The following two grants are made possible by the Katie & Allie Buryk Research Fund of NTSAD:

Project: Late Onset Registry and Repository
Principal Investigator: Florian S. Eichler, MD
Institution: Massachusetts General Hospital

Goals of the proposal:
* Perform a comparative review of literature reports and patient surveys for natural history data and outcome measures to establish an inventory for TSD with participation from various sources.
* Determine optimal outcome measures in LOTS patients through a prospective pilot project at MGH. Outcome measures will be judged based on variability of data, change over a 6-month period, and patient ranking of importance.
* Create and implement electronic case report forms based on outcome measures to allow several centers to participate in future trials using NeuroBANK.
* Perform prospective studies of longitudinal outcome measures and biomarkers in LOTS patients.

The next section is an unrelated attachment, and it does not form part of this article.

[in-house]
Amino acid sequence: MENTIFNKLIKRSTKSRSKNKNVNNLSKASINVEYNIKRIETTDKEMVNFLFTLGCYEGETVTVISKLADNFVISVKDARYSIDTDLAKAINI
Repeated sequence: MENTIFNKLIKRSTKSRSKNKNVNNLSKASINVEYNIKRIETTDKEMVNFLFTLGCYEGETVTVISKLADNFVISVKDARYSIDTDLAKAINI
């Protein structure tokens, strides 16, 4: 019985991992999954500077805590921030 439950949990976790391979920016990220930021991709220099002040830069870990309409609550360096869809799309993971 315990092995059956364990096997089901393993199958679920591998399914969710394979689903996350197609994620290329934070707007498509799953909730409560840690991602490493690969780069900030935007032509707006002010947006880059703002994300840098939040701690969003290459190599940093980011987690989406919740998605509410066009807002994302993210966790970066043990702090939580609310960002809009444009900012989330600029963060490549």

Impact of research: This proposal will retrospectively and prospectively determine optimal outcome measures in LOTS patients and thereby assist in protocol development and trial design. Specifically, this proposal will identify the target population and clinical endpoints in the LOTS subpopulation of the disorder and will be vital in responding to questions of patients, families, medical practitioners, industry and regulatory bodies alike.

Project: Generation of a knock-in mutant Hexb mouse model
Principal Investigator: Eric R. Sjoberg, PhD
Institution: OrPhi Therapeutics

Goals of the proposal:
* Create a specific missense point mutation in the beta chain of hexosaminidase that can be rescued by pharmacological chaperones, small molecules that selectively bind and stabilize certain point mutations, in order to test efficacy of chaperones that are being developed for Late Onset Tay-Sachs and Sandhoff disease.